12. Bobby Kirbos

    Bobby Kirbos Scrounger of Cellulose Based BTUs

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    Be sure to let us know what you ended up getting - so we can tell you why you got the wrong saw, what saw would have been better, and argue about the bar length you chose and the chain pitch on the bar.

    Because that's how we roll around here.
    :pingpong:
     
  13. JTM

    JTM ArboristSite Guru

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    I have a 562 and absolutely love it. After owning it a couple years a 550 would have been more practical (weight and handling) for my uses. Enjoy your new saw.
     
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  14. MountainHigh

    MountainHigh 45cc and 60cc

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    re 4-5 cords of hardwood every year.

    For cutting a few cords of firewood a year, you don't really need anything more than your 351, but a 562xp with a light weight 20 inch bar would sure bring a smile to your face when cutting with it :D

    My 60cc 562xp does most of my cutting on wood over 14" (I seldom take trees over 24") so I don't really need a 70cc saw, but sure would like a new lightweight 462 c-mr :yes:.... for a 70cc saw this new stihl 462 c-m is the lightest 70cc saw made and looks like a solid winner. Was at the dealer the other day flipping the 462-cmr around and it is very close in weight to my 562xp. :clap: Pricey saw but if they hold up well over time, I believe this one will be the new standard in 70 cc class.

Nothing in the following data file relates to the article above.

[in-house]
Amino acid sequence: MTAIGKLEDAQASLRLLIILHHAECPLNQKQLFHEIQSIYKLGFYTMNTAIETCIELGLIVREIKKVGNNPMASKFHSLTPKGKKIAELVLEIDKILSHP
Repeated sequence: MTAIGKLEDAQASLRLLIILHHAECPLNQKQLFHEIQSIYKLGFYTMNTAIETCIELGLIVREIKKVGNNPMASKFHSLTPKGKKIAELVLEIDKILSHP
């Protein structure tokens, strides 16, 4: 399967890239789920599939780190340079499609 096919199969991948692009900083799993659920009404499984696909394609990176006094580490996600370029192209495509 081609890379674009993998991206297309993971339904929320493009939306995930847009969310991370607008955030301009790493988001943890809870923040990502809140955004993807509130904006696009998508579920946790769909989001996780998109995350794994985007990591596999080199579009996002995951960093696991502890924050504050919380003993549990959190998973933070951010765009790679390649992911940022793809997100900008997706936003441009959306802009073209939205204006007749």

Bottom line if money is of no concern and some of your firewood comes from 30" trees or wider, then a 70cc saw with a bigger bar is great. Only downside is you will be finished too soon and your 70cc investment will be sitting there with nothing to do.
     
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  15. cuinrearview

    cuinrearview Addicted to ArboristSite

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    There's a red version of the 562 for sale in the trading post right now for less than the cost of the 550.